Earnestly Important Follows the Disappointment

One of the first things I did when I started teaching British literature in Albania was disappoint my students.

I think they had expected me to arrive with boxes of books that they hadn’t read before. (The boxes would eventually arrive, but it took some time.) Instead, I had to try to put a different spin on the “approved” texts that survived from the Communist era. (Lots of George Bernard Shaw.)

At one point I was invited to a radio interview program and encouraged to read a couple poems. I chose Emily Dickinson’s “Because I could not stop for Death” (I don’t remember why but I’m sure the reason seemed pithy and wise at the time) and William Butler Yeats’ “The Second Coming” because I felt it described the state Albania was in at the time as the old rules fell away and new rules came into existence: “Things fall apart; the centre cannot hold” and later “And what rough beast, its hour come round at last / Slouches towards Bethlehem to be born?”

The broadcast was well received and I found myself making copies of the Yeats poem for several students.

Somehow, I managed to acquire some copies of Oscar Wilde’s “The Importance of Being Earnest” which I like to count as being the first blatantly non-political satirical play taught in Albania. (Can you prove it didn’t happen?)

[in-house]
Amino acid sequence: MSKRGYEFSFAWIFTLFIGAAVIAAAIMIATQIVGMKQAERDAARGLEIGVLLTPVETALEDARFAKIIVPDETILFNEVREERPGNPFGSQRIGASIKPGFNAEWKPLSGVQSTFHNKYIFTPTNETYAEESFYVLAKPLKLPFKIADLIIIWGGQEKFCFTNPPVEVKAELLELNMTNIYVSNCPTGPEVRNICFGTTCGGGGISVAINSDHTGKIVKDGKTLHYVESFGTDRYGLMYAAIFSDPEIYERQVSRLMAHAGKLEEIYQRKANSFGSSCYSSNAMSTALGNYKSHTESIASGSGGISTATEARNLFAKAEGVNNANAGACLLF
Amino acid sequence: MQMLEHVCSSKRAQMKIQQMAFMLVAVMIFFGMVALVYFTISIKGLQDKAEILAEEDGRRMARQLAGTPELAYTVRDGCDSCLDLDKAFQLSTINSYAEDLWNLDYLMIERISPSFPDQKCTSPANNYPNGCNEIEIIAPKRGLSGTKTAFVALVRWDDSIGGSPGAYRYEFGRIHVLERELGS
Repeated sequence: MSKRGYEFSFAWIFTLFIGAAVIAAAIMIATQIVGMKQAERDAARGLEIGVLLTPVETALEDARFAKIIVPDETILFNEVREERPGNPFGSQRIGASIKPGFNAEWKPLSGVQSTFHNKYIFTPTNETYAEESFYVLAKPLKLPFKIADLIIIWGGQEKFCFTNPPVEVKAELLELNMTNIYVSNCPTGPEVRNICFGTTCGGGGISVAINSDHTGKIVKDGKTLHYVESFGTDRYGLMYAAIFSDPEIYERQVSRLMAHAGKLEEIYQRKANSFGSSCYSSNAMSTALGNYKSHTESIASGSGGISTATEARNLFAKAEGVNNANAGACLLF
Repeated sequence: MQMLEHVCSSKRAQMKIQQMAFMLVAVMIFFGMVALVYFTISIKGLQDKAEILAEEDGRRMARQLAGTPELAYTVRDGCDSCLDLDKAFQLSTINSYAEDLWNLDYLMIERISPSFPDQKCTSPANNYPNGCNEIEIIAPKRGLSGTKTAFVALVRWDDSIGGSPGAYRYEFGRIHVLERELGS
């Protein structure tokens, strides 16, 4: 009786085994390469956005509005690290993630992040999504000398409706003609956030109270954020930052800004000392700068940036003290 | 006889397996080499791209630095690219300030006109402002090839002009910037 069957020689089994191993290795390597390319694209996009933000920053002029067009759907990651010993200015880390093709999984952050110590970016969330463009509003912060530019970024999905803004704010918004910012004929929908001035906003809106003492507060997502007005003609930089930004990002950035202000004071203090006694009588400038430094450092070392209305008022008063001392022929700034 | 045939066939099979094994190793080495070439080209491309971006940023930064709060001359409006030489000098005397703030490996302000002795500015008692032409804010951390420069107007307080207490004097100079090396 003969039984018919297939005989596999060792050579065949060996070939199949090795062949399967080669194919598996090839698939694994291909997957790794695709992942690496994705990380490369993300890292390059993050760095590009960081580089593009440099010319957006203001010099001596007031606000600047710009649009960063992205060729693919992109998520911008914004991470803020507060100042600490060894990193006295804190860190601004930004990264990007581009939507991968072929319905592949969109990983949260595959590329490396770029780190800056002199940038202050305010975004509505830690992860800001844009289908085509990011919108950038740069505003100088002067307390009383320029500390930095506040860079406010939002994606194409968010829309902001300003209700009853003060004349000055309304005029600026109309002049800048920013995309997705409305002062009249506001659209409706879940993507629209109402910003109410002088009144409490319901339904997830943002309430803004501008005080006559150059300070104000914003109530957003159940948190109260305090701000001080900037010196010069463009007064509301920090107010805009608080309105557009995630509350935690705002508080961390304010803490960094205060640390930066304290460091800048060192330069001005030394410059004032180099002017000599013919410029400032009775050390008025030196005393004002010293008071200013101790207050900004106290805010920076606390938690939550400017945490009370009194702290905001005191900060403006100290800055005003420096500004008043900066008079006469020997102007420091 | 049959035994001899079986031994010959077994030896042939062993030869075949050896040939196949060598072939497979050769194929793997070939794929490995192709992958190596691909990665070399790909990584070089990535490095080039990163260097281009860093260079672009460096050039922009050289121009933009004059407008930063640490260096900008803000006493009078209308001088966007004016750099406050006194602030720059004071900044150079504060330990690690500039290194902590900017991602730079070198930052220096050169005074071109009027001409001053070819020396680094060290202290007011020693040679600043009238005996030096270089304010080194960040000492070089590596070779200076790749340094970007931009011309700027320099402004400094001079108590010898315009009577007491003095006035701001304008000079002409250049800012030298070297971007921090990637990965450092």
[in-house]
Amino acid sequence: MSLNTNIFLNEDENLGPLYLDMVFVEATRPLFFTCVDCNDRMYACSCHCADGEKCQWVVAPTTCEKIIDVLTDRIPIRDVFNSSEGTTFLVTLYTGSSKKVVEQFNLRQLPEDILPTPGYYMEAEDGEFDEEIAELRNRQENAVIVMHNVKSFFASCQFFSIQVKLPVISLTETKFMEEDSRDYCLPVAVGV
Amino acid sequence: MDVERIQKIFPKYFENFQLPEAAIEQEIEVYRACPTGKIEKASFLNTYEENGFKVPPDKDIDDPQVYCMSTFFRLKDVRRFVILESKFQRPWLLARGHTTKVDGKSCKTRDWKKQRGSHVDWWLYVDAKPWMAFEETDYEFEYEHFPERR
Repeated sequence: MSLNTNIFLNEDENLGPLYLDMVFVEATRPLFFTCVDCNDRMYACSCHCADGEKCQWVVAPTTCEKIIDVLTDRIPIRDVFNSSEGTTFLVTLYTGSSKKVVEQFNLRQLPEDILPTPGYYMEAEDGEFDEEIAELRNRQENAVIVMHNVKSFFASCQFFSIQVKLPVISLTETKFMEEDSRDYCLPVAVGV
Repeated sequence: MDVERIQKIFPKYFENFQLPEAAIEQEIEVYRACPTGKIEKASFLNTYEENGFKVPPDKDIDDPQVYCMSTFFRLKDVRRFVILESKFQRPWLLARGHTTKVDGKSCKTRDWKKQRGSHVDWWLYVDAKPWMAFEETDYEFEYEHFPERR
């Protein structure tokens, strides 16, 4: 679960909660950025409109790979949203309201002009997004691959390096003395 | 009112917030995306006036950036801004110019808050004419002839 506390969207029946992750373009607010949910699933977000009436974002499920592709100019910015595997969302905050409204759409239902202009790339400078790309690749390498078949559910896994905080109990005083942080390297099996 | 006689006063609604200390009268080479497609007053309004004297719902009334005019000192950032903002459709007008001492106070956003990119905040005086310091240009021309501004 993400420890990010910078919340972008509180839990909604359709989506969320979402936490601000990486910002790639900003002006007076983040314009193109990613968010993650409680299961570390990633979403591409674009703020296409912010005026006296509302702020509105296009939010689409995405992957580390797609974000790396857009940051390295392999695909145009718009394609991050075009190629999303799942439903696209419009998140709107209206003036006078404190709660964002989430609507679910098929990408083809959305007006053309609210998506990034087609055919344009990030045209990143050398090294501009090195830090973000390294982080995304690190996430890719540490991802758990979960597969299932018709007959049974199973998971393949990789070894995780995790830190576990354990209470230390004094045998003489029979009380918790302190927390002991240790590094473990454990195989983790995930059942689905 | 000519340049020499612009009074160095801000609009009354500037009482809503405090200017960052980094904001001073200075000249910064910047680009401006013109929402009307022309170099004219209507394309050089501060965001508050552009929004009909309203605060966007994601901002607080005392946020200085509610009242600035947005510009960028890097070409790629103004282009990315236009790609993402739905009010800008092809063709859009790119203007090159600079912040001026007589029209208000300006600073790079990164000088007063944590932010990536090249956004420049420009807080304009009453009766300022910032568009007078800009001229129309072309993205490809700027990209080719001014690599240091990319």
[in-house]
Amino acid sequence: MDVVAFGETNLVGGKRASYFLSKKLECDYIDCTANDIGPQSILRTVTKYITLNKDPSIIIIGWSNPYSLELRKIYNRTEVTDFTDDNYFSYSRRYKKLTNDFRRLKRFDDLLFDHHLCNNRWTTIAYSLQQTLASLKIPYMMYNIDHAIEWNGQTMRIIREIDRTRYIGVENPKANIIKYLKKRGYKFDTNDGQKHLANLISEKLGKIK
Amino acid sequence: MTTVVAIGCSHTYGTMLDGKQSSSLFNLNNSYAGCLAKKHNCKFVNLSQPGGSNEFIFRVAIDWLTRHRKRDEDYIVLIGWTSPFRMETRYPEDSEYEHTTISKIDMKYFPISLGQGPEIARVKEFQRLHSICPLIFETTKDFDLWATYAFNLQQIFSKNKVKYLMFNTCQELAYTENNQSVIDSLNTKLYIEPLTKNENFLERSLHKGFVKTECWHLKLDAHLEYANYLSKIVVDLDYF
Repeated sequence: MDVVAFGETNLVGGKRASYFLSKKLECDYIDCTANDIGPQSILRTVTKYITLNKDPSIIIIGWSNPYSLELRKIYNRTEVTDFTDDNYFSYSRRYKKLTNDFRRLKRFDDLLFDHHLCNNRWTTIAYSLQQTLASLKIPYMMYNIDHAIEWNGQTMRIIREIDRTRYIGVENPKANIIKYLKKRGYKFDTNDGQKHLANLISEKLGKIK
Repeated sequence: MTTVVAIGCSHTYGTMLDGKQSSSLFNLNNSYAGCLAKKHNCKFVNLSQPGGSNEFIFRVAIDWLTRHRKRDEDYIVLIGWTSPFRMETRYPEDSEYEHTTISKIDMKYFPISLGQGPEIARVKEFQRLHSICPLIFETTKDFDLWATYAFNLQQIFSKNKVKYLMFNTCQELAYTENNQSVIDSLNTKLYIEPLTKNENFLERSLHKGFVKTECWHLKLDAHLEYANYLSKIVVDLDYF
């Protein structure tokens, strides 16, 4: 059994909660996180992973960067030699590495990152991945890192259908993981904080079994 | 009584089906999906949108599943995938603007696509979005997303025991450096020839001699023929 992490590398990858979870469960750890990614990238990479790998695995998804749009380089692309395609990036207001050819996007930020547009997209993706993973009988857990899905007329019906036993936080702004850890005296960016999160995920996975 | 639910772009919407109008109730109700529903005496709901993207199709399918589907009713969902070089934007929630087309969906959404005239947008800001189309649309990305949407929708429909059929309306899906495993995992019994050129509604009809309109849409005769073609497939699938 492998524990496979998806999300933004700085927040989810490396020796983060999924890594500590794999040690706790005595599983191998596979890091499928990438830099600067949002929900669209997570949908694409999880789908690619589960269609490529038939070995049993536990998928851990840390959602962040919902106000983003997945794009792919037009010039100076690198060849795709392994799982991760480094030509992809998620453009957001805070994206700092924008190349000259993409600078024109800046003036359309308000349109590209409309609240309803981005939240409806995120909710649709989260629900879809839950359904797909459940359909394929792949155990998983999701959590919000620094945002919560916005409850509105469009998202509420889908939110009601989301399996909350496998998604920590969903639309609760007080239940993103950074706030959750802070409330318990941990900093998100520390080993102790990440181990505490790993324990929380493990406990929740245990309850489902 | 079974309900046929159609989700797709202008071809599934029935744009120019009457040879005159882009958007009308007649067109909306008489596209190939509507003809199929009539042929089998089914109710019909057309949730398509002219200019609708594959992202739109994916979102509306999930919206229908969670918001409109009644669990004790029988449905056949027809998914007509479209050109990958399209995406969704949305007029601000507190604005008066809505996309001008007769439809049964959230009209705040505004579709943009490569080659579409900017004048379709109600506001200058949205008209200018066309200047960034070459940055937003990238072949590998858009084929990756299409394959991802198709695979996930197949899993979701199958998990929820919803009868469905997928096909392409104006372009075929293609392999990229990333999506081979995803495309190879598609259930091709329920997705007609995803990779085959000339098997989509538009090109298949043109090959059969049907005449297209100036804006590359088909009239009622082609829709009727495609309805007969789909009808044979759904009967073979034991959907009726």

I had to walk the students through some of the jokes, but was impressed at how many they got.

Then, the woman who ran the British Council library at the time (which was just down the hall from my classrooms) suggested I have my students perform a staged reading of excerpts from the play. I agreed and it grew to a reasonably well attended event.

The students rocked. They read with energy and had good timing on the jokes. One woman even managed to pull off Lady Bracknell’s “A hand-bag?” line with the proper amount of horror and contempt.

I didn’t yet realize that I wasn’t technically supposed to be helping out Britain–I didn’t yet realize the extent of the rivalry between TESOL and the British Council–but I heard about it soon after that. Then again, my entire Peace Corps experience was full of little political pitfalls such as that and I tended to walk right into them.

That night, however, was awesome.

A Library Unto Myself of Books Not My Own

I once had a book company give me a lot of books. I then had to figure out how to give them away and keep them safe.

Back when I was in Albania, I sent a letter to Norton Publishing in the UK asking if I could get a couple sample copies of one or two of their anthologies. This was a tactic often used by university students to acquire books back when university textbooks only cost an arm and a leg.

I was surprised, then, when Some Big Shot at Norton (not his real name) offered to send me dozens of books if I could pay part of the shipping. Despite my bad relations with our country director Bitchy Punt, I somehow managed to convince her to pay the portion of the shipping (only the equivalent of fifty dollars or so) and the books arrived at my apartment.